My perspective is that absolute-return products are great in theory. In practice is where the concept has fallen down with poor product performance across the board in the absolute-return space, including some hedge funds. We think there is an opportunity and will strive to make a difference in this space.
MME: How are you preparing for this new competitive landscape and interest rate environment?
Fuss: [Laughing] I try to get a good night's sleep and watch my diet. It gets easier the longer you do this. Right now, there's no need to get in early. If you don't do anything today, the clients are happy because tomorrow the yields are higher. You want to buy the right securities at hopefully something close to the right price, but if you can't find the right price, no sweat. Just wait 'till tomorrow.
Seriously though, you will have to become extremely focused. When interest rates eventually rise, it will become our entire focus. I'm watching everything in the portfolio, staying focused on the specifics. I've prepared for this well in advance and positioned our portfolios for it, but not in an extreme way.
You also have to be very careful how you use the term of duration, which is very valuable when you're talking to the actuaries. You really want to focus on when you get the cash. That means you're going to look at the average maturity, the coupons. That's what you will be reinvesting, if you are reinvesting. It's a little different if you're in a situation where you're paying out the income, and very different if you're paying out income and principal. In other words, if you're in liquidation. You're still very focused on when you get the cash, but your time horizon really comes in.
If it's longer-term money that's going to be there not just for the cycle but the secular trend and beyond-and most of the money we manage falls into that camp-then you're focused on keeping the portfolio up-to-date with the rising level of interest rates. That's not all that hard. What gets difficult and nearly impossible in a hurry is if the purchasing power of money goes to pot. If inflation really kicks in, then it's really difficult to be in stocks or bonds, or real estate for that matter. Your political structure also becomes in danger with higher inflation. Hopefully that won't happen.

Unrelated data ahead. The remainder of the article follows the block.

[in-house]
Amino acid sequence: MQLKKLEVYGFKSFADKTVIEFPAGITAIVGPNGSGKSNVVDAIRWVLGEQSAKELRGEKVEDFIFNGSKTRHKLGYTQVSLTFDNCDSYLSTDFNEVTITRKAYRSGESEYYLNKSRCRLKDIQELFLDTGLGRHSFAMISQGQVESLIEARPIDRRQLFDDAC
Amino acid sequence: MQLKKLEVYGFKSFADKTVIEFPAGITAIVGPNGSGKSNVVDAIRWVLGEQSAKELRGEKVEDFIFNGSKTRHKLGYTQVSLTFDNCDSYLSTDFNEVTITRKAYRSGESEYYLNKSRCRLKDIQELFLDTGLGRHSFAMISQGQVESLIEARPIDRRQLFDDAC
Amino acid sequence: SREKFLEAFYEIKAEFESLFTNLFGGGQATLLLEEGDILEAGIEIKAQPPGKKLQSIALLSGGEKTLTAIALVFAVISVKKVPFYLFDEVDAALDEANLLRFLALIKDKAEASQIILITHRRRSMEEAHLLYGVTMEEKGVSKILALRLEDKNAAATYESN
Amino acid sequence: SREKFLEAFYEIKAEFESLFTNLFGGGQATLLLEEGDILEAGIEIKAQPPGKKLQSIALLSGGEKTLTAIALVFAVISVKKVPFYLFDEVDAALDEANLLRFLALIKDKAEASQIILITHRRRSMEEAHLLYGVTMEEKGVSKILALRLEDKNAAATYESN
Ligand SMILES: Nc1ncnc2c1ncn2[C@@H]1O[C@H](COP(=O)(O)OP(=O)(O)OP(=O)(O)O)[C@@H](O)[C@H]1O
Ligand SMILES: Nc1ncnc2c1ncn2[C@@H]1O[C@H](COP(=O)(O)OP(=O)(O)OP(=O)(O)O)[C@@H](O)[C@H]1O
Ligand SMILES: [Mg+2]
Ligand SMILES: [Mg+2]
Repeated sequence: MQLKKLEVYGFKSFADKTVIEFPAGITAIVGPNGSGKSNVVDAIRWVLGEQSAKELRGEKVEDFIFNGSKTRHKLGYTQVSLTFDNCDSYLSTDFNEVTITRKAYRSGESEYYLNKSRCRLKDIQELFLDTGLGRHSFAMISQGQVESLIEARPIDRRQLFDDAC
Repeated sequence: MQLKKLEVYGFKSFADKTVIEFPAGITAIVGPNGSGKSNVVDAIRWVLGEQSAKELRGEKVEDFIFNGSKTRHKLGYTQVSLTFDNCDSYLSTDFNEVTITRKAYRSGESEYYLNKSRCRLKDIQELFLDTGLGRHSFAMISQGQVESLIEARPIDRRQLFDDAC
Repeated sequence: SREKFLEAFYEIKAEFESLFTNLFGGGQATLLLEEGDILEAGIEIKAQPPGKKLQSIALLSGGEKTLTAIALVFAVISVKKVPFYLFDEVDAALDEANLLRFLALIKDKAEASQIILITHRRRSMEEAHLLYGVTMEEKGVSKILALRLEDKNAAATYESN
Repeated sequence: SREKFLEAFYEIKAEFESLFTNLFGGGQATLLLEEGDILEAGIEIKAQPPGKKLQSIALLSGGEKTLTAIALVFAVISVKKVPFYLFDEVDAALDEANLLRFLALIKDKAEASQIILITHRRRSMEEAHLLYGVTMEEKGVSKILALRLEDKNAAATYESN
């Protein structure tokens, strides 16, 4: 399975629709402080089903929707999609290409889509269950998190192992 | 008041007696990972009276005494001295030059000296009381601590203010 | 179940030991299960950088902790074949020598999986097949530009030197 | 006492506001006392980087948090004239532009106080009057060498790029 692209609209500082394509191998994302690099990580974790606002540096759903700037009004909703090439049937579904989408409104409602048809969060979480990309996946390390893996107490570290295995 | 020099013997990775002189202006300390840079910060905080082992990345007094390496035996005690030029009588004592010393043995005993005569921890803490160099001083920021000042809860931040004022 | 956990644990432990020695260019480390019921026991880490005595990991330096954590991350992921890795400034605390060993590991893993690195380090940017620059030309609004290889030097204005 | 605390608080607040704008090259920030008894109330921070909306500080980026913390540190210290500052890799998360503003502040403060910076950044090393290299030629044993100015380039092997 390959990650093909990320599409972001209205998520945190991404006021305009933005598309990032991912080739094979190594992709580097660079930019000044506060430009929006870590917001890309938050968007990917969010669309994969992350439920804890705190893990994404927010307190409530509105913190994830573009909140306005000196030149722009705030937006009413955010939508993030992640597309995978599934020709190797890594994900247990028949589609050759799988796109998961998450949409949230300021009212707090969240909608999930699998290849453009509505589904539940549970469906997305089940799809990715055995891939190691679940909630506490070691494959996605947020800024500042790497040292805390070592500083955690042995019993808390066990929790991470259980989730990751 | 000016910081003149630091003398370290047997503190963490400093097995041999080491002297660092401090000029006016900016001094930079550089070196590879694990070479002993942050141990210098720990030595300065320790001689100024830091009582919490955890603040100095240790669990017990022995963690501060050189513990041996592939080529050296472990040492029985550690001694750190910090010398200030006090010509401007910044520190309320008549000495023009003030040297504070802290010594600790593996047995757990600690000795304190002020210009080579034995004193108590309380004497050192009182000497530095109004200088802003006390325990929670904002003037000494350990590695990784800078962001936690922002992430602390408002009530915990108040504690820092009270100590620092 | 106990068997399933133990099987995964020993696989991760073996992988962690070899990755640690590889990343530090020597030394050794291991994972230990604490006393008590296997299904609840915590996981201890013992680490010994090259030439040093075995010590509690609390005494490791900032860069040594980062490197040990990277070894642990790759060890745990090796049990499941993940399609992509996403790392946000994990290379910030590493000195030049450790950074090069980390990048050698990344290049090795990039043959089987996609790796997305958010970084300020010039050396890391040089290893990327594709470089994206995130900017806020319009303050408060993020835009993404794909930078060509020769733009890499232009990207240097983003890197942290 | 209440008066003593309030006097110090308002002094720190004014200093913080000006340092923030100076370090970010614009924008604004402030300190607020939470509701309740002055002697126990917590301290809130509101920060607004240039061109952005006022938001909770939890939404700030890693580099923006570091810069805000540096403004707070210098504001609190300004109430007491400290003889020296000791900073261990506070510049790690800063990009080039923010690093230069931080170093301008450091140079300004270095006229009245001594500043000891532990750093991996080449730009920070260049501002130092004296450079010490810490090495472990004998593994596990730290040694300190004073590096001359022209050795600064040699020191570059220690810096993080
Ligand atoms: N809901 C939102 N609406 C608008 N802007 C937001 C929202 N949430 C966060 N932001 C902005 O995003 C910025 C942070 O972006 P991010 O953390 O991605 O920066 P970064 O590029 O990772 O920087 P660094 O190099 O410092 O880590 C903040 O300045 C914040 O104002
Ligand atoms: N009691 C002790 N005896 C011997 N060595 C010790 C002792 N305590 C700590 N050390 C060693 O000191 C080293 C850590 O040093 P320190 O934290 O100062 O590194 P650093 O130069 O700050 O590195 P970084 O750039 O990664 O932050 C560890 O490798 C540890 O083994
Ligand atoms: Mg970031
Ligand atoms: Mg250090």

There are several ways to protect against this, with the most obvious being investing in something where you don't have that risk, where you have a different setting.
The basic thing driving this whole cycle is the mature social democracies of the world-Western Europe, the U.S. and to some extent Japan-and how the age distribution is going from a pyramid to an open-ended oval. There will be less young people to older people, proportionally. You younger people will have to take care of us older folks. It should balance out in about 20 years, though.
MME: Do you think the pending financial services regulation working its way through Congress will have any impact on mutual funds, and what pending regulatory issues are you most concerned about, and why?
Fuss: I'm sure they could potentially have an impact, but how, I don't know. Do I have a good grasp on the final outcome? Certainly not, nor does anybody else yet.
We are in one of those environments like predicting the season outcome of the Boston Red Sox. It's too early to tell. It could easily get out of hand or could turn out to be quite good. I'm hoping for the latter.